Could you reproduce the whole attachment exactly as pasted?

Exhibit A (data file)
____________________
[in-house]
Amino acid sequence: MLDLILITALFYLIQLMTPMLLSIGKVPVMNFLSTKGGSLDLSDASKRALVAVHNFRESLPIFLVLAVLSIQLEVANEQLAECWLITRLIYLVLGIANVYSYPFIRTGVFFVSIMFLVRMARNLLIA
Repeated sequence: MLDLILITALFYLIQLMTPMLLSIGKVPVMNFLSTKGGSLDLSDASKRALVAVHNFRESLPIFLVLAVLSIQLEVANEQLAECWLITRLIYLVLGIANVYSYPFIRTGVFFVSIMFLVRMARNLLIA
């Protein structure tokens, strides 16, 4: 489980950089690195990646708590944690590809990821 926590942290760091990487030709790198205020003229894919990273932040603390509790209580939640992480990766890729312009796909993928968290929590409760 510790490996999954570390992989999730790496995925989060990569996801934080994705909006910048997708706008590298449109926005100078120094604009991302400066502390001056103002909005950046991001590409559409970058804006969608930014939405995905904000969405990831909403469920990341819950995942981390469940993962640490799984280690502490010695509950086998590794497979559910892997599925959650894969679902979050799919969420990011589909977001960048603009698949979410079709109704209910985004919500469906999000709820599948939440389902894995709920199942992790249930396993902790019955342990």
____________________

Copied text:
[in-house]
Amino acid sequence: MLDLILITALFYLIQLMTPMLLSIGKVPVMNFLSTKGGSLDLSDASKRALVAVHNFRESLPIFLVLAVLSIQLEVANEQLAECWLITRLIYLVLGIANVYSYPFIRTGVFFVSIMFLVRMARNLLIA
Repeated sequence: MLDLILITALFYLIQLMTPMLLSIGKVPVMNFLSTKGGSLDLSDASKRALVAVHNFRESLPIFLVLAVLSIQLEVANEQLAECWLITRLIYLVLGIANVYSYPFIRTGVFFVSIMFLVRMARNLLIA
């Protein structure tokens, strides 16, 4: 489980950089690195990646708590944690590809990821 926590942290760091990487030709790198205020003229894919990273932040603390509790209580939640992480990766890729312009796909993928968290929590409760 510790490996999954570390992989999730790496995925989060990569996801934080994705909006910048997708706008590298449109926005100078120094604009991302400066502390001056103002909005950046991001590409559409970058804006969608930014939405995905904000969405990831909403469920990341819950995942981390469940993962640490799984280690502490010695509950086998590794497979559910892997599925959650894969679902979050799919969420990011589909977001960048603009698949979410079709109704209910985004919500469906999000709820599948939440389902894995709920199942992790249930396993902790019955342990």